This was especially the case for this program, where the response to these free stickers was very encouraging. By halfway through 2016, there had been a great community response to the program and 20,000 stickers had been requested.

I went online yesterday and ordered 4 sets of the small stickers and one large car sticker. I’m keen to see what they look like.

I can immediately see the attraction of the smaller stickers, but I’m not sure about the car door stickers – realistically how many people would put the large sticker on their car door – would you?

If you would like to order a free set of stickers that will be posted to you – click here.

 

Source: City of Sydney

 

For more information about this program, contact City of Sydney Senior Media Adviser Bridget Ahern, phone 0423 505 854 or email bahern@cityofsydney.nsw.gov.au

Imagine my surprise when arriving in New Zealand, I saw another bicycle-inspired ‘Christmas’ Tree! After having just left Brisbane a week ago and seeing Brisbane’s bicycle-powered Christmas Tree at South Bank, I found that New Zealand have their own spin on the bicycle-themed (Christmas) Tree.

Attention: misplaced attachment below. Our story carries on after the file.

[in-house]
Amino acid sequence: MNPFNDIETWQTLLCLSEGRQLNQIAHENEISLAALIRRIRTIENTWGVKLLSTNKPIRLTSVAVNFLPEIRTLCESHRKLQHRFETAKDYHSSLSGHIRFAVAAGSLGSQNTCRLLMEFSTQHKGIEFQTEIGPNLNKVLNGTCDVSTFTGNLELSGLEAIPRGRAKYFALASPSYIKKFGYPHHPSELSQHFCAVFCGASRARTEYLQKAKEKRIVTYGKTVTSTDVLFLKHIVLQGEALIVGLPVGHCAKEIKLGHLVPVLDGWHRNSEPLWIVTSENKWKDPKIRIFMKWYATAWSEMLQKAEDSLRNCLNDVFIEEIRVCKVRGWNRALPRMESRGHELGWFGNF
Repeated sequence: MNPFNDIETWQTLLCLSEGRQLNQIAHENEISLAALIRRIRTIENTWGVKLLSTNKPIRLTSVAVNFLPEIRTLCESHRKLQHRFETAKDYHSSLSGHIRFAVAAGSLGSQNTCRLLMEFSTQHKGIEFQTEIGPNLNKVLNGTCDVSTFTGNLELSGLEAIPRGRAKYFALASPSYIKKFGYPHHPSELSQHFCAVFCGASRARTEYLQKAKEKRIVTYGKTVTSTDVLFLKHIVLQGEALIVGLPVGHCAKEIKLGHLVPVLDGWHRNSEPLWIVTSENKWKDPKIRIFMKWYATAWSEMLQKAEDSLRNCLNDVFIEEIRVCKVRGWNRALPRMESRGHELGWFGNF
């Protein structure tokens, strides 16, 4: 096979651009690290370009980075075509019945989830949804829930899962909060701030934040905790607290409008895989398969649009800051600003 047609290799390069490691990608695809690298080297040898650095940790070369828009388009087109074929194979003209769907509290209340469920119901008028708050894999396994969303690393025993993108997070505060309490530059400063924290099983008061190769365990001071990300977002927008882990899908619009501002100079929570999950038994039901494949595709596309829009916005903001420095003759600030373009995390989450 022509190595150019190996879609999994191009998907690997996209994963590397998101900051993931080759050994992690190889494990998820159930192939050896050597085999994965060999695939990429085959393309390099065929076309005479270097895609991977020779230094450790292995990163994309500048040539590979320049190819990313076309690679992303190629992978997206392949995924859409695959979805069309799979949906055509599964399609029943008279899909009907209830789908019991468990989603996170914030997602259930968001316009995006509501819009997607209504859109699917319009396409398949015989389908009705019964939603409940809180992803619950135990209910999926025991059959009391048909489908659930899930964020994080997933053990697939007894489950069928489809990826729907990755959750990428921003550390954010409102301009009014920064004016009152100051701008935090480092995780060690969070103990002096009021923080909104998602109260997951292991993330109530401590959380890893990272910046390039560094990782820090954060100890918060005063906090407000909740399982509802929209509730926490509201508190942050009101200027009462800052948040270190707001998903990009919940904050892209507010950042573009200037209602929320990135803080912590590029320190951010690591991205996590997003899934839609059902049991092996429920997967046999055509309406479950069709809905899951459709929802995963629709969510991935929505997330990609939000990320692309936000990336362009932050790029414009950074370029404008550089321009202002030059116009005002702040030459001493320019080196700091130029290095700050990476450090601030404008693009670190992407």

NZ’s Tree of Bikes

Just like my PhD topic, NZ’s Tree of Bikes was specifically designed to raise awareness of the vital role that bicycles play in getting children who live in extreme poverty to school – awesome!

The NZ Tree of Bikes is the brain child of ChildFund and was created in collaboration with Enterprize Steel and Beca Engineers. It was originally erected in Queens Street Wharf, Auckland for Christmas last year (2014/5). Aside from raising awareness about bicycle-for-education needs in developing nations, the tree was also a focus point to promote ChildFund’s Gifts that Grow program during Christmas. Although the Gifts that Grow program doesn’t have a specific bicycle-for-education option, it does provide aside range of immediate, sustainable, community-orientated and positive present-giving replacement options in a similar theme to Bicycle Create Change’s previous post of bicycle-inspried alternative ethical gift alternatives to help support other less fortunate and those living in extreme poverty.

 

The Tree of Bikes Origin

There are two versions of the NZ Tree of Bikes. Bother trees have the same structure, features and function.